Many people think that employees who are pregnant or on maternity leave can't be fired. In reality, this isn't the case.
Employers can still dismiss a pregnant employee or an employee on maternity leave as long as the reason is entirely unconnected to their pregnancy or maternity. For example, you may be able to dismiss an employee for stealing company goods or persistent under-performance.
However, it’s important to tread carefully when considering dismissing a pregnant employee for poor performance or because they cannot perform their duties. You should always take into account the impact that pregnancy can have on employees when assessing their performance whilst pregnant.
If you dismiss a pregnant employee or an employee on maternity leave, you must provide her with a written statement that clearly explains the reasons for the dismissal.
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Fair reasons for dismissing a pregnant employee
As is always the case, employers need to remember is that there must be a fair reason for dismissal. You must have followed the correct procedure and have carried it out in a fair way. This is especially true if you are looking to fire an employee who is pregnant.
It’s also important that you have clear documentation that confirms the reason for the dismissal, as there may be some suspicion as to what your motives actually are.
However, if the sole or main reason for the dismissal is, for example,
- that the employee is pregnant;
- that she plans to take maternity leave;
- that she has exercised her statutory right to time off for antenatal appointments;
- that she is suspended from work due to health and safety concerns; or
- that pregnancy-related illnesses has resulted in lateness or absence
then this will amount to pregnancy and maternity discrimination. Pregnancy and maternity are “protected characteristics” included in the Equality Act 2010. As such, it is unlawful for an employer to treat someone less favourably because she is pregnant, suffering from a pregnancy-related illness, on compulsory maternity leave, or exercising (or seeking to exercise) any of her statutory rights, such as ordinary and additional maternity leave.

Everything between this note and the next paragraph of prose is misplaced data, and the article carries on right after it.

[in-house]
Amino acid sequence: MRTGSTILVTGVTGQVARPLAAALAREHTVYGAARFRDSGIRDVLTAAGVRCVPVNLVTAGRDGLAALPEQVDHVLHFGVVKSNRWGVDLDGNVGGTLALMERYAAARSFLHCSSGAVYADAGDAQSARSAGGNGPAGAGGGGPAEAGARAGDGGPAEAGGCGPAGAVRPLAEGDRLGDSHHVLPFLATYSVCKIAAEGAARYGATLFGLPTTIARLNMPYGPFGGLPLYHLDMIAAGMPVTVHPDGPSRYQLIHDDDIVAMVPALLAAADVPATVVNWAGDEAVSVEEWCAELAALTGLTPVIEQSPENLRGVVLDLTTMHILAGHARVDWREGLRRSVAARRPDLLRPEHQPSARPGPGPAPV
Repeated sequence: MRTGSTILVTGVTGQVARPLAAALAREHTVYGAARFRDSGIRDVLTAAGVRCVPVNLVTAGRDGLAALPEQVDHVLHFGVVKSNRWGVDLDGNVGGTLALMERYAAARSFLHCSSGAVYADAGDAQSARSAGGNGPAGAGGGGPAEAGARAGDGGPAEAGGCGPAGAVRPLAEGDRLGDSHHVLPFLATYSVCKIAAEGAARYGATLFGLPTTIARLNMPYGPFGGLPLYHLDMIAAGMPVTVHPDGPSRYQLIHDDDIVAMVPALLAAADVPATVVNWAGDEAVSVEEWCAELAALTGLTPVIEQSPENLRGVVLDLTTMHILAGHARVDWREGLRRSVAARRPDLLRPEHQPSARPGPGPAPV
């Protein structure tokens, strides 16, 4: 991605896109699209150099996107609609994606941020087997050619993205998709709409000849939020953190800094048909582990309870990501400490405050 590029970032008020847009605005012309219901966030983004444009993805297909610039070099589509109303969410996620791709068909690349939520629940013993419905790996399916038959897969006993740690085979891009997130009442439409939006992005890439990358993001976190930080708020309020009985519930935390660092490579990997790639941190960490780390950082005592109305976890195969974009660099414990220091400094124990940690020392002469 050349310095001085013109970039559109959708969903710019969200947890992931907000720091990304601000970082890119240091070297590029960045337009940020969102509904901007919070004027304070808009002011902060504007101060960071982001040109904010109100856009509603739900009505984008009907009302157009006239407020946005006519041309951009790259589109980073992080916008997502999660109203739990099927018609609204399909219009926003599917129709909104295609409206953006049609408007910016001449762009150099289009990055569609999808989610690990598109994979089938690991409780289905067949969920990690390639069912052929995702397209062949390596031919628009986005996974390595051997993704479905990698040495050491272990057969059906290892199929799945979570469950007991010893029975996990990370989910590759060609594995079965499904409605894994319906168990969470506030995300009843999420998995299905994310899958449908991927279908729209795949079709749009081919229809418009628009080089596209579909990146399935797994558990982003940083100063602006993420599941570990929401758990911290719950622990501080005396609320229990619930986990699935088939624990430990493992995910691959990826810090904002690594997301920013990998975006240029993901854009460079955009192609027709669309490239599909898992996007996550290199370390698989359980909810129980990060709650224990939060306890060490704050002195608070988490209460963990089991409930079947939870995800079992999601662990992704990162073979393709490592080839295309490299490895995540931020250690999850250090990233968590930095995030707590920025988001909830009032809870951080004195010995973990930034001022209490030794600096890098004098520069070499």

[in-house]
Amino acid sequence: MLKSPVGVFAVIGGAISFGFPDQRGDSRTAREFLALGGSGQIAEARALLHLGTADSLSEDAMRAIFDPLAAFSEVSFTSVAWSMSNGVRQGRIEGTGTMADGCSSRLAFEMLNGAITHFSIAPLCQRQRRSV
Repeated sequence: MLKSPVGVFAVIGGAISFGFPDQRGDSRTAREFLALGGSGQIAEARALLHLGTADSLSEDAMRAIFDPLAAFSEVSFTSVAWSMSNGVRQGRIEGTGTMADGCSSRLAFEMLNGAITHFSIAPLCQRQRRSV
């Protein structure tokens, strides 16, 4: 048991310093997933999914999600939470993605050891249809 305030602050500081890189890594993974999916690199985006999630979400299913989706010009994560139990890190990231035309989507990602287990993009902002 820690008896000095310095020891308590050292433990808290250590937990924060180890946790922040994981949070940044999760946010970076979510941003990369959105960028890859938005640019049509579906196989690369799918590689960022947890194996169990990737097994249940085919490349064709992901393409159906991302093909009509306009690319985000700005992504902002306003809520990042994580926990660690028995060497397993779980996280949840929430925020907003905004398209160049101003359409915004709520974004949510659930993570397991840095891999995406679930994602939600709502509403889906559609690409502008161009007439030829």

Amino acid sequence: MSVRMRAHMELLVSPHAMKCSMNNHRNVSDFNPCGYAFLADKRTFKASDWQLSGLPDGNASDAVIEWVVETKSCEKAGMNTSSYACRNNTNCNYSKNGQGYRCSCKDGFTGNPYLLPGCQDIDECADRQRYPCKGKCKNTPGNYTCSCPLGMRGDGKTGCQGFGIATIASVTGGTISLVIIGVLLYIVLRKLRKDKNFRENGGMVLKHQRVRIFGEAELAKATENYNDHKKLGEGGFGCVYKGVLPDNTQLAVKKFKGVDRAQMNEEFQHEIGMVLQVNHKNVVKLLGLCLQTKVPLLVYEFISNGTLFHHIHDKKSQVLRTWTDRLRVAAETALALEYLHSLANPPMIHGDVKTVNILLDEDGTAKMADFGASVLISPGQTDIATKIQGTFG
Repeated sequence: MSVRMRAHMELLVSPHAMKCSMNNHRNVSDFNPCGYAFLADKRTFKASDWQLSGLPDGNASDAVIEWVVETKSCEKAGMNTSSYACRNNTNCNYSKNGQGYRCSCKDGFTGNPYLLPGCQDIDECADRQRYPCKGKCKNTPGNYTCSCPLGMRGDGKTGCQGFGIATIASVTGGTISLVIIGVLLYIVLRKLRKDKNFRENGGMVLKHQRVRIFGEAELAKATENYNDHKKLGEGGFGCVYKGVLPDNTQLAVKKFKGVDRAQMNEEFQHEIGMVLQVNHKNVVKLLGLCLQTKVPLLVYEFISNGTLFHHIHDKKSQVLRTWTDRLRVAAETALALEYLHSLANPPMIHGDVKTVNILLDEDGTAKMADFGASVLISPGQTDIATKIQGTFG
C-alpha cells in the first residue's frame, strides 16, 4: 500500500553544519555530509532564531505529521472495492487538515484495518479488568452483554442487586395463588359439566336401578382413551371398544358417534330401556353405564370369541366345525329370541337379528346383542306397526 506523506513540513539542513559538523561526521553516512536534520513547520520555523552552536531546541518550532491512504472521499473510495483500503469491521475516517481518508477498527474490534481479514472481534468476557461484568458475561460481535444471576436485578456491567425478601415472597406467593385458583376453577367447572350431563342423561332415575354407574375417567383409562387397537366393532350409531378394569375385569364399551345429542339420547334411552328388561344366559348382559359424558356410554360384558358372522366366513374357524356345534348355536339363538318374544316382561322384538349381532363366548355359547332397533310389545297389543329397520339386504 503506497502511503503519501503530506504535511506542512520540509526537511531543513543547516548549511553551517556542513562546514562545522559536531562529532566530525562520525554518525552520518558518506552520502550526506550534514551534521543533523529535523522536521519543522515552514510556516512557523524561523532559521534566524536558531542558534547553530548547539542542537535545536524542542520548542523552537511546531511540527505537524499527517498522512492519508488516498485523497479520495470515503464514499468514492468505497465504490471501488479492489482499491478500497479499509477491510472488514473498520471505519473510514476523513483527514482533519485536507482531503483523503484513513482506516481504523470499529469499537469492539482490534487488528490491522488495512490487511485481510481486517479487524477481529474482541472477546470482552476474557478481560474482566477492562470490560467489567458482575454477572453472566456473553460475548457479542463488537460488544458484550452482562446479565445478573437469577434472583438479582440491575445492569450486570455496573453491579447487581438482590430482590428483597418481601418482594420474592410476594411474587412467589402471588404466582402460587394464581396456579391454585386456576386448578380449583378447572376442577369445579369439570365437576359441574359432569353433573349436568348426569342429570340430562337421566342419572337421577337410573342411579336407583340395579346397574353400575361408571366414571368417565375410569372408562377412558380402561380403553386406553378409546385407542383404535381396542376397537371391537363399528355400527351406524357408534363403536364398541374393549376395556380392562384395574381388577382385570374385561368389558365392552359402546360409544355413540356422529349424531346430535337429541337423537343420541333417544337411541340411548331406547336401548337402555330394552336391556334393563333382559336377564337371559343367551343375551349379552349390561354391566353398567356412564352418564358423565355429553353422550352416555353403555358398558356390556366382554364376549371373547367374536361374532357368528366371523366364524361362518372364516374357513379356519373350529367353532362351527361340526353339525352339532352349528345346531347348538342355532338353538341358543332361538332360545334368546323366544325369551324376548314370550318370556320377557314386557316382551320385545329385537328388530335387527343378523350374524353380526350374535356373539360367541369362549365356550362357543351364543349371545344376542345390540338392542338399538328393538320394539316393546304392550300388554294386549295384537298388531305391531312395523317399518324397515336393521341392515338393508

Unfair Dismissal and Pregnancy
Remember, an employee can make a claim for unfair dismissal if the main reason for dismissing them is the fact that she is pregnant or on maternity leave, irrespective of their length of service. This is why it is always a good idea to seek a HR company to ensure that you are on the right track when dealing with a poor-performing employee who is pregnant.
It is possible to make a pregnant employee or an employee on maternity leave redundant; however, there are certain protections in place. You can read more about redundancy here.
You must warn all your employees of a potential redundancy situation, including those who are on maternity leave or off work with a pregnancy-related sickness, and inform them of how it will impact on them. Failure to do so comes with a heavy price – it is likely that it would render the process unfair.
When selecting people for redundancy, you should create a scoring criteria – employees in the redundancy pool will receive scores against this list and the employee(s) with the lowest score will be selected for redundancy. It is important to make sure that all criteria are fair and non-discriminatory. You cannot select an employee based on the fact they are pregnant, on maternity leave or are exercising their statutory rights. You must also take care when considering an employee’s absence record. Absences due to maternity leave or pregnancy should be taken into account. Again, you should think about the impact that pregnancy may have had on their performance.
If selected for redundancy, an employee on maternity leave must be offered any suitable alternative job vacancy. You must offer this role to the employee on maternity leave even if there are other colleagues who are more suitable for the role.
Remember, if an employee has been continuously employed for two years, they will have the right to statutory redundancy pay.
Dealing with pregnancy and maternity-related challenges? Speak to an Employment Law Adviser for expert advice and reassurance.